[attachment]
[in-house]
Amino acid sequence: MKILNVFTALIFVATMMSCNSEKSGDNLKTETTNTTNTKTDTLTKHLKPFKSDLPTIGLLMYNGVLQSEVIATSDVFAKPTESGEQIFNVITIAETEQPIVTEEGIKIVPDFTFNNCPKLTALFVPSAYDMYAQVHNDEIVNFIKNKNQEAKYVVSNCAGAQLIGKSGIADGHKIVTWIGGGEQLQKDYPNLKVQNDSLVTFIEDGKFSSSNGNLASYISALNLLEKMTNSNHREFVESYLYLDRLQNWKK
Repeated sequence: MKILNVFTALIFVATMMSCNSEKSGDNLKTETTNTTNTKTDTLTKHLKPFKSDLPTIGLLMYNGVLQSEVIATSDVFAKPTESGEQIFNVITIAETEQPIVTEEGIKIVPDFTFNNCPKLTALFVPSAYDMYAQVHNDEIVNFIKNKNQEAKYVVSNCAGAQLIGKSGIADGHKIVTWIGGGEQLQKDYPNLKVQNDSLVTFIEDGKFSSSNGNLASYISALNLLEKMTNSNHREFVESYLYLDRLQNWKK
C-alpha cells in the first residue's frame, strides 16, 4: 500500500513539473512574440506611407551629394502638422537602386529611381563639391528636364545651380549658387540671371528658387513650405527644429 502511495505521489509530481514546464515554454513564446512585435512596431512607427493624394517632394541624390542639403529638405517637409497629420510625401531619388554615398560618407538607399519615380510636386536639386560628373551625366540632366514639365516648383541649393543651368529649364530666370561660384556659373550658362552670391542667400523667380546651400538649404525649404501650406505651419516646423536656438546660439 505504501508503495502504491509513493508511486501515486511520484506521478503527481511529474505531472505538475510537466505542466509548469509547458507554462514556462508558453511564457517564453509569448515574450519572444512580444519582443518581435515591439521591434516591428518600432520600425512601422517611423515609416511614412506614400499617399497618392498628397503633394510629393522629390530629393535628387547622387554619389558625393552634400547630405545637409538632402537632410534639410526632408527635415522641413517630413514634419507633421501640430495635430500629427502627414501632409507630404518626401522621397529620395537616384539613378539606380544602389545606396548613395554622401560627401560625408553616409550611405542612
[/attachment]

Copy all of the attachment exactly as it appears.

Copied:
[in-house]
Amino acid sequence: MKILNVFTALIFVATMMSCNSEKSGDNLKTETTNTTNTKTDTLTKHLKPFKSDLPTIGLLMYNGVLQSEVIATSDVFAKPTESGEQIFNVITIAETEQPIVTEEGIKIVPDFTFNNCPKLTALFVPSAYDMYAQVHNDEIVNFIKNKNQEAKYVVSNCAGAQLIGKSGIADGHKIVTWIGGGEQLQKDYPNLKVQNDSLVTFIEDGKFSSSNGNLASYISALNLLEKMTNSNHREFVESYLYLDRLQNWKK
Repeated sequence: MKILNVFTALIFVATMMSCNSEKSGDNLKTETTNTTNTKTDTLTKHLKPFKSDLPTIGLLMYNGVLQSEVIATSDVFAKPTESGEQIFNVITIAETEQPIVTEEGIKIVPDFTFNNCPKLTALFVPSAYDMYAQVHNDEIVNFIKNKNQEAKYVVSNCAGAQLIGKSGIADGHKIVTWIGGGEQLQKDYPNLKVQNDSLVTFIEDGKFSSSNGNLASYISALNLLEKMTNSNHREFVESYLYLDRLQNWKK
C-alpha cells in the first residue's frame, strides 16, 4: 500500500513539473512574440506611407551629394502638422537602386529611381563639391528636364545651380549658387540671371528658387513650405527644429 502511495505521489509530481514546464515554454513564446512585435512596431512607427493624394517632394541624390542639403529638405517637409497629420510625401531619388554615398560618407538607399519615380510636386536639386560628373551625366540632366514639365516648383541649393543651368529649364530666370561660384556659373550658362552670391542667400523667380546651400538649404525649404501650406505651419516646423536656438546660439 505504501508503495502504491509513493508511486501515486511520484506521478503527481511529474505531472505538475510537466505542466509548469509547458507554462514556462508558453511564457517564453509569448515574450519572444512580444519582443518581435515591439521591434516591428518600432520600425512601422517611423515609416511614412506614400499617399497618392498628397503633394510629393522629390530629393535628387547622387554619389558625393552634400547630405545637409538632402537632410534639410526632408527635415522641413517630413514634419507633421501640430495635430500629427502627414501632409507630404518626401522621397529620395537616384539613378539606380544602389545606396548613395554622401560627401560625408553616409550611405542612